While on patrol in a residential district, an officer receives a call for service. Dispatch is reporting that a citizen is having difficulty breathing and there is a 15-minute ETA for the ambulance to arrive. The officer activates his lights and heads to the call. While traveling through the streets, his speeds reach 40 to 45 mph in the 25-mph zone. He intermittently utilizes his siren to move vehicles aside while passing them in a no-passing zone. As he rounds a corner with lights on, a vehicle suddenly pulls out from a side street and the two vehicles collide. Who is at fault for the crash?
The review of a law enforcement vehicle crash will typically fall on the shoulders of the first-line supervisor. It is his or her duty to obtain all of the pertinent information and document the circumstances of the crash. In most situations, however, this supervisor abdicates that responsibility to a senior patrol officer or traffic officer, stating that these officers are more qualified to conduct the investigation.
While it is true that these officers are more adept at obtaining and documenting the information for the report, the actual investigation of the crash itself must be conducted by the supervisory officer. It is that officer’s final notations in the document that will not only determine the cause of the crash but assist with ensuring his or her officers are safe for the future.
Each year, our profession will suffer the loss of many law enforcement officers due to motor vehicle-related incidents. According to the statistics promulgated by the National Law Enforcement Officers Memorial, motor vehicle crashes are second only to officers being shot and killed in the line duty. The first-line supervisor in your agency is charged with the responsibility of ensuring that your agency does not add to these statistics.
The supervisory officer reviewing this crash must examine all pieces of the puzzle to make his or her determination based on the totality of the circumstances. Although we don’t want to take a position that our officer was in the wrong, we must base our determination on reasonable observations. With the advent of video recordings now integrated in our operations, this makes our job easier. The supervisor must take these videos into account and review them prior to documenting a final judgment on the reports.
Supervisors must review the speed the officer was travelling in relation to the posted speed limit and traffic conditions in the area. They must review the use of the lights and siren being applied by the officer during the course of travel, and determine if they could have been utilized more effectively to warn others of their presence. They must review the overall response of the officer in relation to the type of call he or she was responding to in order to see if the operation of the vehicle in such a manner was truly justified. Once these items are reviewed in conjunction with the statements obtained and evidence recovered, the first-line supervisor can document his or her findings on the official report. However, this is just the beginning of the supervisor’s responsibility.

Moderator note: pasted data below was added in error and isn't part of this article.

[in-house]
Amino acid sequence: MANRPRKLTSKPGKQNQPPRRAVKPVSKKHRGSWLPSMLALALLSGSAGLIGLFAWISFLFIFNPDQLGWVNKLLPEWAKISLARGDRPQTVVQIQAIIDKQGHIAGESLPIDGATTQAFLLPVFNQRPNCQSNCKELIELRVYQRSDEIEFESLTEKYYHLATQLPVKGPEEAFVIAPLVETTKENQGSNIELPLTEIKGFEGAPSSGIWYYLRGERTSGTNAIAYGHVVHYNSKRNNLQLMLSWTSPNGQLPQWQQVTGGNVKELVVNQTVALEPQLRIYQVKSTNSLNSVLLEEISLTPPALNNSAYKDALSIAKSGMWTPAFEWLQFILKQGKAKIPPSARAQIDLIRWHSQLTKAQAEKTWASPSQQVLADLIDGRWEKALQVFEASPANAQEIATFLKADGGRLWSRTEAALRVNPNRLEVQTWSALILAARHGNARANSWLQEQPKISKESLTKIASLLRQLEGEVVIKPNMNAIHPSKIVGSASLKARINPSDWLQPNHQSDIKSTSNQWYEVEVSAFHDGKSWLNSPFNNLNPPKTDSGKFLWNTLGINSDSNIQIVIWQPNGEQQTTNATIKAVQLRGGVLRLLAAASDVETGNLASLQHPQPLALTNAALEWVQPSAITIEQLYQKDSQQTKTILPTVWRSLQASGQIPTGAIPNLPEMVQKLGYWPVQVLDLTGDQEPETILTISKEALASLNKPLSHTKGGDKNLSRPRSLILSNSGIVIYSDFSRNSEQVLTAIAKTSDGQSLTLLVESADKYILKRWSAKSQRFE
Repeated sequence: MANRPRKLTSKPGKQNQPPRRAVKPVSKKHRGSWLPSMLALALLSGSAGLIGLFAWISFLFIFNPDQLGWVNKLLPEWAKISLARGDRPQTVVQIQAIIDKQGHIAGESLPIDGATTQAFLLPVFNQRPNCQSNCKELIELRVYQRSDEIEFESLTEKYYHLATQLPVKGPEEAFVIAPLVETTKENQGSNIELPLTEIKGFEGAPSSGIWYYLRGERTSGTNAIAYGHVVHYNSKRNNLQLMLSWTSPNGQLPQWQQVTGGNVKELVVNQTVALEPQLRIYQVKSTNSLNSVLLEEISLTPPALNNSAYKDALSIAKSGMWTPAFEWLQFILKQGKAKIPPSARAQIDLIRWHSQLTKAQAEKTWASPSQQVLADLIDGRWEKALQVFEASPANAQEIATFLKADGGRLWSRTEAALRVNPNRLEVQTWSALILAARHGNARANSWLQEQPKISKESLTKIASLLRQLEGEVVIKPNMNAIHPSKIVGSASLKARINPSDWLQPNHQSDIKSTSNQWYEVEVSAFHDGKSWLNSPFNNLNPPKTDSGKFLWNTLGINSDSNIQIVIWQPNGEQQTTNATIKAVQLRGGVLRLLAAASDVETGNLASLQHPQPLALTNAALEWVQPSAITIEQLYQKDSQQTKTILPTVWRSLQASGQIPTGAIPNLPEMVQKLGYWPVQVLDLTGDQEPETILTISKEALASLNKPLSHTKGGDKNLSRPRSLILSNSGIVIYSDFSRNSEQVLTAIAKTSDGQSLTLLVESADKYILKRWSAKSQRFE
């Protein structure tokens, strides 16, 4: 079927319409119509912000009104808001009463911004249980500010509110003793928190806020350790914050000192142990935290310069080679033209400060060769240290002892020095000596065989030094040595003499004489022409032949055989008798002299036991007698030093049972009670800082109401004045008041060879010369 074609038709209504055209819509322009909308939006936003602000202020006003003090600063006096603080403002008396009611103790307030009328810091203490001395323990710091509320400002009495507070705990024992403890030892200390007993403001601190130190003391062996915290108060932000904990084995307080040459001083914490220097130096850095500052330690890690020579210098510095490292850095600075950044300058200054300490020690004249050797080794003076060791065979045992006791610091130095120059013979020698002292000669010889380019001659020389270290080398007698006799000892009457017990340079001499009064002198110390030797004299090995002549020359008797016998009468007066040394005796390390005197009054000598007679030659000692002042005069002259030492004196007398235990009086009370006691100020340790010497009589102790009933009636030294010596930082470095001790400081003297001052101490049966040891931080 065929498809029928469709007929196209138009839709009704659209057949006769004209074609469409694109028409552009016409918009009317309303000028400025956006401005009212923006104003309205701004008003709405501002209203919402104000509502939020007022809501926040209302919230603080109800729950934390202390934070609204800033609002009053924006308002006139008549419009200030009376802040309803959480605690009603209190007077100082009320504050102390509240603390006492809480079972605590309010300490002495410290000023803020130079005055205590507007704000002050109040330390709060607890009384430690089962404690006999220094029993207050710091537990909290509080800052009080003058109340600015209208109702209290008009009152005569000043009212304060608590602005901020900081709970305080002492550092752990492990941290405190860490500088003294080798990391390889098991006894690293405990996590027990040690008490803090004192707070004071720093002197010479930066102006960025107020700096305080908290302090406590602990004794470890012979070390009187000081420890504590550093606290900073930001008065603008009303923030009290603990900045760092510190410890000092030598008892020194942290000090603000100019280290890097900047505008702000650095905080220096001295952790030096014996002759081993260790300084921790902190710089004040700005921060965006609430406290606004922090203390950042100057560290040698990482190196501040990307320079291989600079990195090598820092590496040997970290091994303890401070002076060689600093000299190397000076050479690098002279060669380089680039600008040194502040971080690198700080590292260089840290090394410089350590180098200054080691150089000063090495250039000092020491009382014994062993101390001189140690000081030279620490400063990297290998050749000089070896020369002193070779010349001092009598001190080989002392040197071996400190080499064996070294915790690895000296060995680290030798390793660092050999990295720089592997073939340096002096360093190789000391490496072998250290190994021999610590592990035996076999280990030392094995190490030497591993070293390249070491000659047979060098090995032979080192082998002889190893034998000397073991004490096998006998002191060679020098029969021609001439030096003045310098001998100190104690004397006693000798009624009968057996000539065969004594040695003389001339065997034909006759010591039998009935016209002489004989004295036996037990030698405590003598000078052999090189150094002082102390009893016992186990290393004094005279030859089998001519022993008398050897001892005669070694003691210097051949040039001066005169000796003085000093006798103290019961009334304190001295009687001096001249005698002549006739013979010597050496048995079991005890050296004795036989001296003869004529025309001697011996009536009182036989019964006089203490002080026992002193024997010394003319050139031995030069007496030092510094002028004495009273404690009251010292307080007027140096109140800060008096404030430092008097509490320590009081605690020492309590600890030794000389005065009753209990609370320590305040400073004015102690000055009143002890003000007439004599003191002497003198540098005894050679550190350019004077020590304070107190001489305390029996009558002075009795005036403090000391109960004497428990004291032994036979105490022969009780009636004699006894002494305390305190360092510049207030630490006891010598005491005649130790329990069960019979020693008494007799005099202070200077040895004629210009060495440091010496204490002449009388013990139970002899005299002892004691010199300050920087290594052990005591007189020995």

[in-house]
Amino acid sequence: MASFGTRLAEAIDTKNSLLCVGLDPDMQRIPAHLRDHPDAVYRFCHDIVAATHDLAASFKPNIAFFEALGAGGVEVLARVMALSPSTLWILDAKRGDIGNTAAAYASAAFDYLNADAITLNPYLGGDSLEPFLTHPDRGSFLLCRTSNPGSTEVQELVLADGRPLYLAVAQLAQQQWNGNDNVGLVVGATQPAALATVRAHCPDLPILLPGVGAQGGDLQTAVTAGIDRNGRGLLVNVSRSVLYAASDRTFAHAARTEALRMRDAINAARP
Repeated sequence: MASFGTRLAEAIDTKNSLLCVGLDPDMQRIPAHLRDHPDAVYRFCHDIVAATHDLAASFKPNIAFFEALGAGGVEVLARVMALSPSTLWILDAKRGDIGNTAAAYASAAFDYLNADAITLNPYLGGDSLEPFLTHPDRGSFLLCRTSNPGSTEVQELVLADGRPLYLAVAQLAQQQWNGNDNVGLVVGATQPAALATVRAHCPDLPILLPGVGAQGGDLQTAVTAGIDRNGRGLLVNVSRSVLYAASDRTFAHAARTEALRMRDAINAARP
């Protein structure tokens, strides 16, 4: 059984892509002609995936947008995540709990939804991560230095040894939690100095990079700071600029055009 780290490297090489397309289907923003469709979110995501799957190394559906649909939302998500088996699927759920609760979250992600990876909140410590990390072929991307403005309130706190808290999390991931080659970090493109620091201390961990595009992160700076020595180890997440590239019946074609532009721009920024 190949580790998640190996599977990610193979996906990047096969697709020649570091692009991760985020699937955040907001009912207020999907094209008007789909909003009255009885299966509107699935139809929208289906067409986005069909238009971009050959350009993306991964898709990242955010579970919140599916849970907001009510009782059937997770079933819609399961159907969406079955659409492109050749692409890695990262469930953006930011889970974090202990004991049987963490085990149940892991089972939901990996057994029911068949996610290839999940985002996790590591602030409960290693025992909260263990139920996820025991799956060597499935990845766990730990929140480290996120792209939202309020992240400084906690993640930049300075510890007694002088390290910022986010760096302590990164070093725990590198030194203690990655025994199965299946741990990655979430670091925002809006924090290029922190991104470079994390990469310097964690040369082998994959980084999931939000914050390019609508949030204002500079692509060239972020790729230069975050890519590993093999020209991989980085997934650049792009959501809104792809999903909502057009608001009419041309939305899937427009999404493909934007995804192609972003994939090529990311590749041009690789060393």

The real work of the first-line supervisor begins after this report is complete. In most circumstances, it is this part of the job that never occurs because it is the most difficult to do as a supervisor. Upon completion of the report, it is the investigating supervisor’s responsibility to review the crash with the officer, and make him or her aware of the situation that led to the crash. If the supervisor believes that others on their squad may be making these same errors, it is his or her responsibility to debrief the squad about these circumstances so that others may learn from this incident and the agency can reduce similar crashes in the future. In some situations, that supervisor may share this information with the command staff so that agency-wide training may occur.
In addition, a “meaningful review” of the incident typically takes place within the agency’s Office of Professional Standards or Internal Affairs Division. This unit is tasked with ensuring this responsibility is being fulfilled. Its review must ensure that the supervisory officer conducted this type of thorough investigation and debriefed the officer, squad or others as to the cause, so that this type of incident can be minimized in the future.
In short, the officers who work for our agencies are our family, and our most important asset. It is the responsibility of our agency and its supervisory staff to make every effort to protect them from harm. By ensuring that our supervisors properly investigate motor vehicle crashes and share the lessons learned with the officer and others, our profession can enhance officer safety, assist us with our responsibility of protecting our employees and reduce law enforcement officer deaths throughout the nation.
Jim Harris is the President/CEO of the J. Harris Academy of Police Training, whose primary focus is assisting officers in their preparation for upcoming promotional examinations with a secondary focus on providing officers and agencies with in-service and other specialty classes. The Academy is based in New Jersey, with services available nationwide. Harris is a captain with the Toms River Police Department, and an FBI National Academy Graduate.